Good news, we're announcing the G5 PowerBook at WWDC next week. Bad news? It's bigger than your windshield, weighs 19 pounds and costs $4799. But hey, you all just HAD to have a G5-based laptop, so STFU...".

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MCQ
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2005-02-15, 10:19

Wouldn't surprise me. Such higher Res widescreen panels already exist in current PC laptops (what a surprise!)

17" 1920x1200: Sony A270 (8.6 lbs, 16 x 1.7-1.8 x 11 WxDxH):
http://www.sonystyle.com/is-bin/INTE...bookComputers#

15.4" 1920x1200 or 1680x1050: Dell 8600, D800 (6.6-7 lbs, 14.2 in x 10.9 in x 1.5 WxDxH)
http://www1.ap.dell.com/content/lear...n&~tab=othe r

Oh yeah, the obiligatory MOSR:
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pscates2.0
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2005-02-15, 10:34

Ugh, I don't know...1920x1200 or 1680x1050 (Apple's 20" resolution) on a 15.4" screen?



I don't know about that...

What was the word frequently used at the other site? Squintronic™

Who was it that said that? It was the guy who always harped on Apple's pricing (like I do their marketing). I can't remember his name...

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709
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2005-02-15, 10:34

Quote:
Originally Posted by MCQ
Wouldn't surprise me. Such higher Res widescreen panels already exist in current PC laptops (what a surprise!)

17" 1920x1200: Sony A270 (8.6 lbs, 16 x 1.7-1.8 x 11 WxDxH):
http://www.sonystyle.com/is-bin/INTE...bookComputers#

15.4" 1920x1200 or 1680x1050: Dell 8600, D800 (6.6-7 lbs, 14.2 in x 10.9 in x 1.5 WxDxH)
http://www1.ap.dell.com/content/lear...n&~tab=othe r
Wait a minute, are those 1920x1200 'native' resolution? Or is that just desktop resolution using that wacky Windows scrolling desktop feature? For the life of me I couldn't find a ppi for either machine.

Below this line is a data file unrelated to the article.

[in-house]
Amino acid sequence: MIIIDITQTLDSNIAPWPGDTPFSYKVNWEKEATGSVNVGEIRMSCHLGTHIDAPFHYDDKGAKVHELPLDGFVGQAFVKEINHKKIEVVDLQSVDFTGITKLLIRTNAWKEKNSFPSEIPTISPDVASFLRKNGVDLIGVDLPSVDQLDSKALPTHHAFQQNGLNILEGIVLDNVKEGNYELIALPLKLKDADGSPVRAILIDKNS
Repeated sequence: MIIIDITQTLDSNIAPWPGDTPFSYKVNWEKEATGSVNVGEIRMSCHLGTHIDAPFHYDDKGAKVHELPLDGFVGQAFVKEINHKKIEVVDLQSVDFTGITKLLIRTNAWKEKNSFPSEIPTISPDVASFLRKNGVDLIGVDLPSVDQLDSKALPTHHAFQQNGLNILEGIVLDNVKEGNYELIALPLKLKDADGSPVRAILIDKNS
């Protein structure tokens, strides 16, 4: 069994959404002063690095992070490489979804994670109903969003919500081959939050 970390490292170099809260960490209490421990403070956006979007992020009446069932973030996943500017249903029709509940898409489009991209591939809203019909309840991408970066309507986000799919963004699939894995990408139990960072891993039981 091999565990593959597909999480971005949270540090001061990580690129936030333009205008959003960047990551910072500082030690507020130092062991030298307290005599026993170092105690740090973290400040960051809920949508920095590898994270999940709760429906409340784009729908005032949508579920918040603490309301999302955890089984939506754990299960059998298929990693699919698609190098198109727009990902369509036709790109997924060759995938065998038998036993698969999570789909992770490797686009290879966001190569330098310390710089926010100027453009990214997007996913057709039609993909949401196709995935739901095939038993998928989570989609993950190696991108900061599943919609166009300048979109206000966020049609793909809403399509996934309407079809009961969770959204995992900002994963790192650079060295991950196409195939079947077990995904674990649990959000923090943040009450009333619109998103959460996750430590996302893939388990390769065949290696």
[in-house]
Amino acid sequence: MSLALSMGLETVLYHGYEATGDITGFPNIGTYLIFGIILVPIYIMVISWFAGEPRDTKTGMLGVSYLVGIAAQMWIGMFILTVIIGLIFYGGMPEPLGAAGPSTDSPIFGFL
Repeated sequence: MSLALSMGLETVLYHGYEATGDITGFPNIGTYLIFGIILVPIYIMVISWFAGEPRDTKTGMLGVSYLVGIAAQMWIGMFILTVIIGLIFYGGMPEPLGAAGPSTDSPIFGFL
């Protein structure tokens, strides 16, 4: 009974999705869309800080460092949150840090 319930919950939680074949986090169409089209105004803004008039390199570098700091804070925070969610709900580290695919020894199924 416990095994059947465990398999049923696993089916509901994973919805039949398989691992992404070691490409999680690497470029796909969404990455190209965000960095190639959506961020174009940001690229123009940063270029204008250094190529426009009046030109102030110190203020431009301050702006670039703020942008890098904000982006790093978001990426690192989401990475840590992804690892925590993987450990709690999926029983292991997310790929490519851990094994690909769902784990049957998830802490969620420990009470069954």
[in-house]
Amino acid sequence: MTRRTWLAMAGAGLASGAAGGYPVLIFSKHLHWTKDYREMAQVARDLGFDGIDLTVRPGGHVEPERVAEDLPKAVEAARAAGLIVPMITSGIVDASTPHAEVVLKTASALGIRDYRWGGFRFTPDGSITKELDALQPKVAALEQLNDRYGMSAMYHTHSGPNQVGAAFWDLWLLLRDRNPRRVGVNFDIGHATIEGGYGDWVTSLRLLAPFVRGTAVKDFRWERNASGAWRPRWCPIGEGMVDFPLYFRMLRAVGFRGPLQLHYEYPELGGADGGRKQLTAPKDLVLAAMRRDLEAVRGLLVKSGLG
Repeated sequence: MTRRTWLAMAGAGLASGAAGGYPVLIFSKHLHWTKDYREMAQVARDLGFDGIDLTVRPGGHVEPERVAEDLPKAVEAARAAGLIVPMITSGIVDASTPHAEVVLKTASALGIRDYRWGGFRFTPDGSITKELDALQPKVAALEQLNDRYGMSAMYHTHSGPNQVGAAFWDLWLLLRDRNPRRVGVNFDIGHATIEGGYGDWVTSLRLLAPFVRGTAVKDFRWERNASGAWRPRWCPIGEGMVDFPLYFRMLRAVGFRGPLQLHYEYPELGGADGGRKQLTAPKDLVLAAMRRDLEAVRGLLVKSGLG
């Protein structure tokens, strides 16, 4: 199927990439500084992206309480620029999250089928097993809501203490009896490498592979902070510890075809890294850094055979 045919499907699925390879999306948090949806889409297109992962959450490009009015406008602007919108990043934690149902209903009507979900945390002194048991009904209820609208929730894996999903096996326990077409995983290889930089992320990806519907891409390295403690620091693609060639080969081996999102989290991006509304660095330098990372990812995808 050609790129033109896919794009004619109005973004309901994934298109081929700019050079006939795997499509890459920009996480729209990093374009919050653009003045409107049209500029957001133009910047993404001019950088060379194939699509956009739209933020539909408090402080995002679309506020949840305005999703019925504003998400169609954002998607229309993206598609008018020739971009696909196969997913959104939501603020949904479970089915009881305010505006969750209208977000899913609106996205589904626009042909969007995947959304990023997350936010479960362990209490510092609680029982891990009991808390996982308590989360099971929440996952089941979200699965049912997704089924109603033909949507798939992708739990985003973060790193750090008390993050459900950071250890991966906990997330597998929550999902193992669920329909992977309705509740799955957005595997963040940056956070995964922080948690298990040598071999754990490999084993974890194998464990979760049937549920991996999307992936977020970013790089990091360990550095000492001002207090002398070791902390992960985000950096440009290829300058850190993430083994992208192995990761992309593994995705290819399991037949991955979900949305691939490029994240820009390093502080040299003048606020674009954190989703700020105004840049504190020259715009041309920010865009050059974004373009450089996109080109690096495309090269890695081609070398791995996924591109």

I find it hard to belive that a Dell 15" notebook has a native 1920x1200 res. Maybe the 17" Sony, but a 15"?

So it goes.
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709
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2005-02-15, 10:36

Quote:
Originally Posted by pscates2.0
Who was it that said that? It was the guy who always harped on Apple's pricing (like I do their marketing). I can't remember his name...

Matsu was the price Nazi, but I believe it was Amorph who came up with Squintronic™.
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MCQ
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2005-02-15, 10:41

Quote:
Originally Posted by 709
Wait a minute, are those 1920x1200 'native' resolution? Or is that just desktop resolution using that wacky Windows scrolling desktop feature? For the life of me I couldn't find a ppi for either machine.

I find it hard to belive that a Dell 15" notebook has a native 1920x1200 res. Maybe the 17" Sony, but a 15"?
I think so? Never seen one in person. Quick Google search turned up this Ars review... no mention of having to desktop scroll that I see:
http://arstechnica.com/reviews/hardware/d800.ars/4

The high res thing may not be such an insanely great idea now (though I don't think I'd mind the option)... but would be great in a couple years once they fully hash out resolution independence in the OS.
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709
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2005-02-15, 10:55

Quote:
Originally Posted by MCQ
I think so? Never seen one in person. Quick Google search turned up this Ars review... no mention of having to desktop scroll that I see:
http://arstechnica.com/reviews/hardware/d800.ars/4
Ah. Thanks. It looks like (for the Dell at least) they're just giving an option to run more real estate on the same pixels, which of course causes crunchy text and the like.

I'd be interested in a 1-1 (ie:native resolution) notebook LCD at 1920x1200, but not something like this.

So it goes.
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Kurama
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2005-02-15, 11:04

I don't like the idea of 1920x1200 resolution.

because my parents have a sony vaio with that res. and its so small to see anything even if you adjust the display its not gonna be as crisp and sharp as the 1920.
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2005-02-15, 13:54

Tiger may have resolution independance which would negate your tiny text and squinting arguments
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DMBand0026
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2005-02-15, 14:37